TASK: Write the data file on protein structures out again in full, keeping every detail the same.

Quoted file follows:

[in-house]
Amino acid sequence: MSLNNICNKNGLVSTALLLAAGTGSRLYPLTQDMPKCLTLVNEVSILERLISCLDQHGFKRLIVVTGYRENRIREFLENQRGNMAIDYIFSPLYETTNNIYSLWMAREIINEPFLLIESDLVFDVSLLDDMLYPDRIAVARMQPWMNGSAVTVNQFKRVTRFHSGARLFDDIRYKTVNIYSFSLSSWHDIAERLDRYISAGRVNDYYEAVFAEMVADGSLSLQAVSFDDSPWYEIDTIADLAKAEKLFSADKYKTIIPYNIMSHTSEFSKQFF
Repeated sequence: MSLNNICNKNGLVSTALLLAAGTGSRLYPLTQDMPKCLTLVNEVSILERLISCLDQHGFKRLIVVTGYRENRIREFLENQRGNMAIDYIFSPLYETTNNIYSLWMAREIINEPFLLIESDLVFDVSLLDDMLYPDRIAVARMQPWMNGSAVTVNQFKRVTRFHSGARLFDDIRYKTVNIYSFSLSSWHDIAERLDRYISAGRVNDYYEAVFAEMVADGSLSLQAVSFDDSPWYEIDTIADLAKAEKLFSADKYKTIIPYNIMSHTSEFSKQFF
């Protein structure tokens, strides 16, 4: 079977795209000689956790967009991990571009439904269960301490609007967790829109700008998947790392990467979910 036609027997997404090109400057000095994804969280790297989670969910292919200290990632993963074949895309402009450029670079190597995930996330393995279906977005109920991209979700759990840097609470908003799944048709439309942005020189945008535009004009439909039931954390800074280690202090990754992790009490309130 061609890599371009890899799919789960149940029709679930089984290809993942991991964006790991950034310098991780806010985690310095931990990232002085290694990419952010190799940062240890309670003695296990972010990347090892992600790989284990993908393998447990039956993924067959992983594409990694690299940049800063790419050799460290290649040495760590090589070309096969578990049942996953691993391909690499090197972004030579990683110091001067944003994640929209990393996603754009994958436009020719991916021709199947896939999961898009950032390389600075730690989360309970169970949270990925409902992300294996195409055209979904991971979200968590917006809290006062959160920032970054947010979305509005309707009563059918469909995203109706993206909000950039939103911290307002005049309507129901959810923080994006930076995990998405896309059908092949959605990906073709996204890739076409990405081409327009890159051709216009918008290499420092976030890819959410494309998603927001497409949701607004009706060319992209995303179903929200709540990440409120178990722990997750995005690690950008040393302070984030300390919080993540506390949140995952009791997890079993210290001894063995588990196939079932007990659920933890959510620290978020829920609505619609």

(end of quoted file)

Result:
[in-house]
Amino acid sequence: MSLNNICNKNGLVSTALLLAAGTGSRLYPLTQDMPKCLTLVNEVSILERLISCLDQHGFKRLIVVTGYRENRIREFLENQRGNMAIDYIFSPLYETTNNIYSLWMAREIINEPFLLIESDLVFDVSLLDDMLYPDRIAVARMQPWMNGSAVTVNQFKRVTRFHSGARLFDDIRYKTVNIYSFSLSSWHDIAERLDRYISAGRVNDYYEAVFAEMVADGSLSLQAVSFDDSPWYEIDTIADLAKAEKLFSADKYKTIIPYNIMSHTSEFSKQFF
Repeated sequence: MSLNNICNKNGLVSTALLLAAGTGSRLYPLTQDMPKCLTLVNEVSILERLISCLDQHGFKRLIVVTGYRENRIREFLENQRGNMAIDYIFSPLYETTNNIYSLWMAREIINEPFLLIESDLVFDVSLLDDMLYPDRIAVARMQPWMNGSAVTVNQFKRVTRFHSGARLFDDIRYKTVNIYSFSLSSWHDIAERLDRYISAGRVNDYYEAVFAEMVADGSLSLQAVSFDDSPWYEIDTIADLAKAEKLFSADKYKTIIPYNIMSHTSEFSKQFF
């Protein structure tokens, strides 16, 4: 079977795209000689956790967009991990571009439904269960301490609007967790829109700008998947790392990467979910 036609027997997404090109400057000095994804969280790297989670969910292919200290990632993963074949895309402009450029670079190597995930996330393995279906977005109920991209979700759990840097609470908003799944048709439309942005020189945008535009004009439909039931954390800074280690202090990754992790009490309130 061609890599371009890899799919789960149940029709679930089984290809993942991991964006790991950034310098991780806010985690310095931990990232002085290694990419952010190799940062240890309670003695296990972010990347090892992600790989284990993908393998447990039956993924067959992983594409990694690299940049800063790419050799460290290649040495760590090589070309096969578990049942996953691993391909690499090197972004030579990683110091001067944003994640929209990393996603754009994958436009020719991916021709199947896939999961898009950032390389600075730690989360309970169970949270990925409902992300294996195409055209979904991971979200968590917006809290006062959160920032970054947010979305509005309707009563059918469909995203109706993206909000950039939103911290307002005049309507129901959810923080994006930076995990998405896309059908092949959605990906073709996204890739076409990405081409327009890159051709216009918008290499420092976030890819959410494309998603927001497409949701607004009706060319992209995303179903929200709540990440409120178990722990997750995005690690950008040393302070984030300390919080993540506390949140995952009791997890079993210290001894063995588990196939079932007990659920933890959510620290978020829920609505619609």